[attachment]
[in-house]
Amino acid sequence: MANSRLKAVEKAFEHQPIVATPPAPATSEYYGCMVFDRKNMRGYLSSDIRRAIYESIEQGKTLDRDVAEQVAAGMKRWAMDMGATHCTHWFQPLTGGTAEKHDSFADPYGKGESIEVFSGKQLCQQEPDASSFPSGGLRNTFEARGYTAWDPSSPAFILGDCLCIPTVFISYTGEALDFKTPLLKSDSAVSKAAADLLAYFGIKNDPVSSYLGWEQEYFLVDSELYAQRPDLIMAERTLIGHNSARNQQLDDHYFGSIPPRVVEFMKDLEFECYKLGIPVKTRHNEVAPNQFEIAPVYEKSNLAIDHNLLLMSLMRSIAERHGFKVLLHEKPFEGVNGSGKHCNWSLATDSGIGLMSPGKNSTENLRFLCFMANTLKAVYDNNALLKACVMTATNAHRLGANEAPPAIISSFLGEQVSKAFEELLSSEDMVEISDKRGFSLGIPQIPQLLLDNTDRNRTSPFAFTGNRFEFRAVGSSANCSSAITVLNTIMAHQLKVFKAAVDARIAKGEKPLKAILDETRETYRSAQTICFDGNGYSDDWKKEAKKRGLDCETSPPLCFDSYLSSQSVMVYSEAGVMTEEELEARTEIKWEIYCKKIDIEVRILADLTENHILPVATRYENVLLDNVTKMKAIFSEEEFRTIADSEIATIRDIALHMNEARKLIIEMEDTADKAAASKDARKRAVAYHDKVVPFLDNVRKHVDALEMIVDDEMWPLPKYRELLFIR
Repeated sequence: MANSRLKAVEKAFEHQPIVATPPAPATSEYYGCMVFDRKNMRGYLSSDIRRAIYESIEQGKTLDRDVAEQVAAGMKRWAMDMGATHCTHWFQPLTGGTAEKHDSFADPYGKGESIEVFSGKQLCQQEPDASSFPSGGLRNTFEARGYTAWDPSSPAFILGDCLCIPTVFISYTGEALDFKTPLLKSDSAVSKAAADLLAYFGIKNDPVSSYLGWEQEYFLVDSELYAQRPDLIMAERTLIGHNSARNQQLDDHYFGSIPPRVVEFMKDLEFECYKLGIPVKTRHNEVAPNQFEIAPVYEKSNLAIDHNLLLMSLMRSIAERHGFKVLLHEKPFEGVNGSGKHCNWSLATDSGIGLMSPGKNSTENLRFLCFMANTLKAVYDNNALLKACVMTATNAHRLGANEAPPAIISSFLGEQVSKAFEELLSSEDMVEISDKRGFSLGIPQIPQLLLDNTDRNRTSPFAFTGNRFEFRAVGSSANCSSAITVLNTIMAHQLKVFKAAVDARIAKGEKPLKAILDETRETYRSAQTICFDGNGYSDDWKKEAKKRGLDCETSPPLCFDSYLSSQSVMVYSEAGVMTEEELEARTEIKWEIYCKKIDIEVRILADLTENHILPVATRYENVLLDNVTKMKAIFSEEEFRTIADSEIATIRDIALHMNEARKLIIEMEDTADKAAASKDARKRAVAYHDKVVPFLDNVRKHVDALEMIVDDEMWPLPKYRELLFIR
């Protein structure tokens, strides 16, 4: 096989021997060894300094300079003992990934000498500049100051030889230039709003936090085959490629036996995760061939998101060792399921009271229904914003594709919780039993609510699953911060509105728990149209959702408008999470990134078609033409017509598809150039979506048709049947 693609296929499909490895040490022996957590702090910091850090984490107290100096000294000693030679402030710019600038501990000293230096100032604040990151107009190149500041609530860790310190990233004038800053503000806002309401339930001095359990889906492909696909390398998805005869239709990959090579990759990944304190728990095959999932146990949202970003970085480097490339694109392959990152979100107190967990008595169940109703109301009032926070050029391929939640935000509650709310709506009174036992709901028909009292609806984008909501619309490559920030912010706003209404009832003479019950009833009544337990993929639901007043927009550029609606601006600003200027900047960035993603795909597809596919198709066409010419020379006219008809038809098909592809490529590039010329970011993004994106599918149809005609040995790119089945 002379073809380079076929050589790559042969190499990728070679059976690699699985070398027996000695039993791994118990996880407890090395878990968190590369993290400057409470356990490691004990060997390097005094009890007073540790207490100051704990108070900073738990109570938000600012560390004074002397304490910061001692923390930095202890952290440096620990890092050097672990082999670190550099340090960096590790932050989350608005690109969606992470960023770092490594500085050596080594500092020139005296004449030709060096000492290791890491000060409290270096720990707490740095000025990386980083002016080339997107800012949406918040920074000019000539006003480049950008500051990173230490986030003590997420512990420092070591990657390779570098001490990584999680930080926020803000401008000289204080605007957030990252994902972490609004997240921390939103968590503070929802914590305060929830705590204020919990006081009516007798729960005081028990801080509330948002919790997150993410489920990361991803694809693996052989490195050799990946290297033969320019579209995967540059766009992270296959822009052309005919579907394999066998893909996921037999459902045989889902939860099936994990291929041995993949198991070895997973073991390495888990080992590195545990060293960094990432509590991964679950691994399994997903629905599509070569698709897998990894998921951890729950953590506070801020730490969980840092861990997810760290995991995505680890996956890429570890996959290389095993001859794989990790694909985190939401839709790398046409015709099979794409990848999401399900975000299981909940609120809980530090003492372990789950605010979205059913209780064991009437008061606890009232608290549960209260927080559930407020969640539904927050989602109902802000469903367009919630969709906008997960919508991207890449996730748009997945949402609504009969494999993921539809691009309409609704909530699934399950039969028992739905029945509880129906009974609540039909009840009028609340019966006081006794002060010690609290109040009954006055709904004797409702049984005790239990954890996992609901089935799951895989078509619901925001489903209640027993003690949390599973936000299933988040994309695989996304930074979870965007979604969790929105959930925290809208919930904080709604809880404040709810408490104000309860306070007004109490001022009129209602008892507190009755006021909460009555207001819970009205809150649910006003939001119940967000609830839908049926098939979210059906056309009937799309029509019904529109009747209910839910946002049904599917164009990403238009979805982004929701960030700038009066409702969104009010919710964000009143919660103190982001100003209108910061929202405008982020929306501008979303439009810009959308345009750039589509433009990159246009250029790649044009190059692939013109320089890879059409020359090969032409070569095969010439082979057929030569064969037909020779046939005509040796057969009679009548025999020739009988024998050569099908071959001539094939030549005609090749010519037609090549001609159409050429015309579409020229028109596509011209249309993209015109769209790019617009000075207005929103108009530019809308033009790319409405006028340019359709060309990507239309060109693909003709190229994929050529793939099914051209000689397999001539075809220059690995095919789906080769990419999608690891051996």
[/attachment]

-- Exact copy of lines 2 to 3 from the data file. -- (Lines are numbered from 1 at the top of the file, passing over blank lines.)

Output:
Amino acid sequence: MANSRLKAVEKAFEHQPIVATPPAPATSEYYGCMVFDRKNMRGYLSSDIRRAIYESIEQGKTLDRDVAEQVAAGMKRWAMDMGATHCTHWFQPLTGGTAEKHDSFADPYGKGESIEVFSGKQLCQQEPDASSFPSGGLRNTFEARGYTAWDPSSPAFILGDCLCIPTVFISYTGEALDFKTPLLKSDSAVSKAAADLLAYFGIKNDPVSSYLGWEQEYFLVDSELYAQRPDLIMAERTLIGHNSARNQQLDDHYFGSIPPRVVEFMKDLEFECYKLGIPVKTRHNEVAPNQFEIAPVYEKSNLAIDHNLLLMSLMRSIAERHGFKVLLHEKPFEGVNGSGKHCNWSLATDSGIGLMSPGKNSTENLRFLCFMANTLKAVYDNNALLKACVMTATNAHRLGANEAPPAIISSFLGEQVSKAFEELLSSEDMVEISDKRGFSLGIPQIPQLLLDNTDRNRTSPFAFTGNRFEFRAVGSSANCSSAITVLNTIMAHQLKVFKAAVDARIAKGEKPLKAILDETRETYRSAQTICFDGNGYSDDWKKEAKKRGLDCETSPPLCFDSYLSSQSVMVYSEAGVMTEEELEARTEIKWEIYCKKIDIEVRILADLTENHILPVATRYENVLLDNVTKMKAIFSEEEFRTIADSEIATIRDIALHMNEARKLIIEMEDTADKAAASKDARKRAVAYHDKVVPFLDNVRKHVDALEMIVDDEMWPLPKYRELLFIR
Repeated sequence: MANSRLKAVEKAFEHQPIVATPPAPATSEYYGCMVFDRKNMRGYLSSDIRRAIYESIEQGKTLDRDVAEQVAAGMKRWAMDMGATHCTHWFQPLTGGTAEKHDSFADPYGKGESIEVFSGKQLCQQEPDASSFPSGGLRNTFEARGYTAWDPSSPAFILGDCLCIPTVFISYTGEALDFKTPLLKSDSAVSKAAADLLAYFGIKNDPVSSYLGWEQEYFLVDSELYAQRPDLIMAERTLIGHNSARNQQLDDHYFGSIPPRVVEFMKDLEFECYKLGIPVKTRHNEVAPNQFEIAPVYEKSNLAIDHNLLLMSLMRSIAERHGFKVLLHEKPFEGVNGSGKHCNWSLATDSGIGLMSPGKNSTENLRFLCFMANTLKAVYDNNALLKACVMTATNAHRLGANEAPPAIISSFLGEQVSKAFEELLSSEDMVEISDKRGFSLGIPQIPQLLLDNTDRNRTSPFAFTGNRFEFRAVGSSANCSSAITVLNTIMAHQLKVFKAAVDARIAKGEKPLKAILDETRETYRSAQTICFDGNGYSDDWKKEAKKRGLDCETSPPLCFDSYLSSQSVMVYSEAGVMTEEELEARTEIKWEIYCKKIDIEVRILADLTENHILPVATRYENVLLDNVTKMKAIFSEEEFRTIADSEIATIRDIALHMNEARKLIIEMEDTADKAAASKDARKRAVAYHDKVVPFLDNVRKHVDALEMIVDDEMWPLPKYRELLFIR